We've invested a lot in our product line, in our website and our sales team is working harder than ever with hobby shops to help navigate them in the ever-changing world of retail.

I also plan to focus on attracting new hobbyists, which goes back to why I got back into the business. I am enthusiastic about the pathway between people who have a interest in trains – whether it's real trains, Thomas the train – and want to bring model trains into their home but don't know where or how to start. People really love to look at model train layouts, but sometimes they are intimidated by them.

My goal is to help deconstruct this and to be more inviting so we can bring in new generations of modelers. Of course to do this I need to build an awesome team and rely on many of my awesome staff because nobody does these things alone.

Do you think it will be tough to recruit new model train enthusiasts in light of kids' interest in video games, social media and other modern technologies?

I'm well aware that video games and such are more in the mindset of kids' popular culture today, but sometimes they need a respite from that. We all do. We've seen so much interest in STEM programs and LEGO Robotics and through model trains we can learn many of the same elements. And technology is very much a part of modern model railroading. Many people operate their trains like a real railroad and through digital command control. People are using their phones to control trains.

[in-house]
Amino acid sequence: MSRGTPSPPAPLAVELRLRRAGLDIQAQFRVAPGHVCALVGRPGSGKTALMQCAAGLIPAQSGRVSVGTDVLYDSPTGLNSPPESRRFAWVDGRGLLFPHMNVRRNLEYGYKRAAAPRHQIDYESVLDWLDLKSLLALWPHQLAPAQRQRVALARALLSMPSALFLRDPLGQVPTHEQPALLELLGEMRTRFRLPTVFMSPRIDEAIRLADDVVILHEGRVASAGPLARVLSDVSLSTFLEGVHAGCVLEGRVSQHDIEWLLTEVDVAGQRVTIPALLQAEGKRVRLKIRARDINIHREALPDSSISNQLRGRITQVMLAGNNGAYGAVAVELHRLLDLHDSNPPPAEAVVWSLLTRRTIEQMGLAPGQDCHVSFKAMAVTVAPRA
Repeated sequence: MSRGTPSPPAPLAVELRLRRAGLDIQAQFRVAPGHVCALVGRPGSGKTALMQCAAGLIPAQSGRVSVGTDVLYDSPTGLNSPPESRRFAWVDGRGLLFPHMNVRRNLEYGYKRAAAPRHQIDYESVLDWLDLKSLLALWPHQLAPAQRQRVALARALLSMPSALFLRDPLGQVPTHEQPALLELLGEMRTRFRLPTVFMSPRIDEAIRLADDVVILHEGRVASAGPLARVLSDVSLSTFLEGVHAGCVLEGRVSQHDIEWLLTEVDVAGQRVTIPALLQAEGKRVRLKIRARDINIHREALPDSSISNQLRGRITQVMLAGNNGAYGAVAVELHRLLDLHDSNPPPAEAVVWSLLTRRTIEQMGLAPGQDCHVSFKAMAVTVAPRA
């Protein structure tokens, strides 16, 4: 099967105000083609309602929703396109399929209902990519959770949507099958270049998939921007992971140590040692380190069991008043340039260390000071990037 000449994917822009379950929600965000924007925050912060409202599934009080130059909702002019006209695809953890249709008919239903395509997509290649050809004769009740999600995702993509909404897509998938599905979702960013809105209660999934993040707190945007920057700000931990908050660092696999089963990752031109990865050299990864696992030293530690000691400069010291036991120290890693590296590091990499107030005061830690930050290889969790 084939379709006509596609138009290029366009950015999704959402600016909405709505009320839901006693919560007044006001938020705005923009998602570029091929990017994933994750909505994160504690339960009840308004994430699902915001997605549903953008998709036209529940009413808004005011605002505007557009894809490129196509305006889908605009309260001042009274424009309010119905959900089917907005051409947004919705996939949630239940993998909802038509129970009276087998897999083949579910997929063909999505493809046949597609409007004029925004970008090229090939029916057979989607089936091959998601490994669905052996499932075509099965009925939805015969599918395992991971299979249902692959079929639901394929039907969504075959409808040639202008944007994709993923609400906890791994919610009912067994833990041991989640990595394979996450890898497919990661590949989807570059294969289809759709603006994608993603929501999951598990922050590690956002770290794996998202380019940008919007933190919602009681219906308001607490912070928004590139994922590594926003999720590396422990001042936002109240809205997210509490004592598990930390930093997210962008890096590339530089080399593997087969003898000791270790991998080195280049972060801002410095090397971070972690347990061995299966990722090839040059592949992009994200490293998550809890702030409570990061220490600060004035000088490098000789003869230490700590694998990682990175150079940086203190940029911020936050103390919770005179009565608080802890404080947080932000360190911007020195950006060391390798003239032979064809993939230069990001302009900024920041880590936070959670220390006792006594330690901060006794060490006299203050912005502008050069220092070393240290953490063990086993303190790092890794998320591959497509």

Again, we just need to simplify all of this to get people – families – started. Help them to understand the basic steps to create a fun model railroad and their own miniature world. We have to remind them that it doesn't have to look like the real world or like layouts they've seen in the past. It can look like anything you want. My kids had LEGO buildings in their layout and dinosaurs roaming around along with the traditional railroad scene stuff. You can build whatever you want. The key is to just have some fun.

Milwaukee seems like a hub in the model railroad industry. Is it?

Some people actually call Milwaukee the birthplace of model railroading. Al Kalmbach (who founded Kalmbach Publishing Co.) and William Walthers both started businesses around the same time. (Then-future) Mayor (Frank) Zeidler ... was also very interested in the hobby. Together they started the National Model Railroad Association and developed standards for the industry.

How has Milwaukee continued to be a good fit for your business?

Milwaukee is and always has been a good fit for us culturally. We employ a lot of smart people who are hard workers and that's always been the core of Milwaukee's workforce. I think what we do and who we are is pretty authentic and real. We build stuff and we help people to build stuff, to be creative and to have fun. That's very "Milwaukee" to me.